“It seems to me that in America no one is really from here.” These words, uttered by recent Ghanaian immigrant Akosua, rendered with humor and sincerity by Jasmine Thomas, underscore Cori Thomas’ new play Citizens Market. The play is onstage at Horizon Theatre through June 24, and premiered in March at City Theatre Company in Pittsburgh, making Horizon’s the second production.
Akosua has come to America to escape rejection and heartbreak, but the journey to independence in the Big Apple proves more challenging than she thought. Luckily, she finds a job and a community in an immigrant-run grocery store.
Citizens Market is the first installment in a series of plays that Horizon is staging through the fall about “New American Dreams.” For this production, sisters Isabel and Moriah Curley-Clay have designed a set that looks like an actual grocery store placed on the stage. Everything from the manager’s office and employee break room to the registers and tile floors look like a typical corner market. The shelves are stocked with food that was donated by Horizon supporters, and the theatre will donate it all to the Atlanta Community Food Bank when the show’s run is over.
This play features a strong ensemble cast with great chemistry. Manager Jesus (Christian Gonzalez), from El Salvador, came to the US as a teenager and has fully assimilated into the pace of NYC. Akosua, who they call Sunday, is struggling to adjust to the weather, noise and isolation of being in a new place. Bogdan (Allan Edwards) and Morfina (Carolyn Cook) migrated from Romania and have spent most of their lives in New York, but have fallen on hard times that have led to them depending on a nearby church for food and shelter.
Ciata (Cynthia D. Barker) is Jesus’ most dependable employee (and his crush), but she holds a dark secret from leaving Sierra Leone. This is familiar territory for Barker, who starred in Horizon’s production of Third Country, a play about the experience of refugees coming to America. She has some beautiful moments in Citizens Market, especially in the scenes between Ciata and Sunday and Jesus and Ciata. If this cast has any faults, it’s the varying skill level on the accent execution.
Jennifer Alice Acker and Jeff and Lisa Adler direct a quick and quippy 100 minutes without intermission, but they struggle to find a consistent tone for the production. Perhaps this is the result of having three people at the helm.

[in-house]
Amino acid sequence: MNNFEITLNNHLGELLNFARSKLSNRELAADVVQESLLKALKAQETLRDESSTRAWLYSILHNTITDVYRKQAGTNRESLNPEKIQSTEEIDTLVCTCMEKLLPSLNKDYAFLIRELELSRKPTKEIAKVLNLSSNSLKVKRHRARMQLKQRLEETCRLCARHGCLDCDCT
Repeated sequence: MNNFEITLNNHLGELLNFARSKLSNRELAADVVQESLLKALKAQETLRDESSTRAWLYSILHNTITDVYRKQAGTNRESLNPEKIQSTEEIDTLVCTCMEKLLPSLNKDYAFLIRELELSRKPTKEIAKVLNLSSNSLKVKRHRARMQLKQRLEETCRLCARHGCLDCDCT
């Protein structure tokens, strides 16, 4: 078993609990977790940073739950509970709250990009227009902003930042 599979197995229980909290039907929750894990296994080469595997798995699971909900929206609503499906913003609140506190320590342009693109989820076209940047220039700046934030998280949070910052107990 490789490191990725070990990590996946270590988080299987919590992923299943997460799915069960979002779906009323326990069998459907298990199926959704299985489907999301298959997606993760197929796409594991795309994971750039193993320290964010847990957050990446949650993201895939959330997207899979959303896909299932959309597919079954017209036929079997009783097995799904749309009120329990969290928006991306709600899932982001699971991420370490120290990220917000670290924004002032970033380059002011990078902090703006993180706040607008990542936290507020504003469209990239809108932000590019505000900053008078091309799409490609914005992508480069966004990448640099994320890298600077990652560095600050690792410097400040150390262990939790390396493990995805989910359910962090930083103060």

Horizon’s inclination is to play up the comedic moments in any production, but in this play it takes away from the dramatic moments. Bogdan and Morfina are already built-in to the script to provide comic relief, but the additional hijinks make the tragic moments jarring, and there is little time for the audiences to recover.
Thomas has written a script that is true-to-life in its mix of comedy and tragedy. There are hilarious bits on language barriers, name pronunciations and social graces as well as devastating setbacks and losses. It is also uniquely American in its diversity and in the empathy that immigrants have for each other’s experiences of adapting to the new world.
There is a lot of mention in the script about being voiceless and the feeling of being silenced, not just because of language barriers, but also because of fear. New immigrants face the fear of being deported for minor infractions, saying the wrong thing to the wrong person or not having their papers on them at all times.
While watching a powerful scene where Bogdan and Morfina support Sunday in finding her voice, it’s hard not to think about recent gubernatorial candidate ads where Casey Cagle included images of Latinos as gang members and labeled them “illegal aliens” and Michael Williams proudly stood by a “deportation bus” heading to Mexico. This rhetoric is meant to cement stereotypes of undocumented immigrants and incite fear in those who don’t interact with people who do not look like them on a regular basis. It’s also hard not to think about the new NFL policy that mandates players must stand for the National Anthem or stay in the locker room while it is sung. If they kneel, they will face a fine. The way in which fear of losing livelihood is used to keep people of color silent is a palpable ill inflicted upon some of the most patriotic Americans.
There’s something beautifully American about people from Ghana, El Salvador, Sierra Leone and Romania coming together to support each other. Though the play is set in New York, it could easily be a grocery store in Chicago, Los Angeles, Philadelphia or Clarkston, GA. And despite its uneven tone, the cast delivers a touching performance that reminds us that we are all immigrants.